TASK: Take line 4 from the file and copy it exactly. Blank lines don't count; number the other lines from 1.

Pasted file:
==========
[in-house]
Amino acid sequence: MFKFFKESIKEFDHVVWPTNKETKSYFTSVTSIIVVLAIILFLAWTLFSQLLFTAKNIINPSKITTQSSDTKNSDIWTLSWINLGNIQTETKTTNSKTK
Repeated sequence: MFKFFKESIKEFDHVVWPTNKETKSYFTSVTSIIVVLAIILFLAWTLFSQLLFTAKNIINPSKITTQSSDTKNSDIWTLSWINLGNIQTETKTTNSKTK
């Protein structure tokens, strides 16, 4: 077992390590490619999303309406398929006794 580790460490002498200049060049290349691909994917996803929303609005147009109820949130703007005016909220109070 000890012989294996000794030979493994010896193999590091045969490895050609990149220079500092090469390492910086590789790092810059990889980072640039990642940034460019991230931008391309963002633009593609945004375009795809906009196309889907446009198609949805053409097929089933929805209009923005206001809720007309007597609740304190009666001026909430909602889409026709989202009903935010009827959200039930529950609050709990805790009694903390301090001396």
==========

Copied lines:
């Protein structure tokens, strides 16, 4: 077992390590490619999303309406398929006794 580790460490002498200049060049290349691909994917996803929303609005147009109820949130703007005016909220109070 000890012989294996000794030979493994010896193999590091045969490895050609990149220079500092090469390492910086590789790092810059990889980072640039990642940034460019991230931008391309963002633009593609945004375009795809906009196309889907446009198609949805053409097929089933929805209009923005206001809720007309007597609740304190009666001026909430909602889409026709989202009903935010009827959200039930529950609050709990805790009694903390301090001396």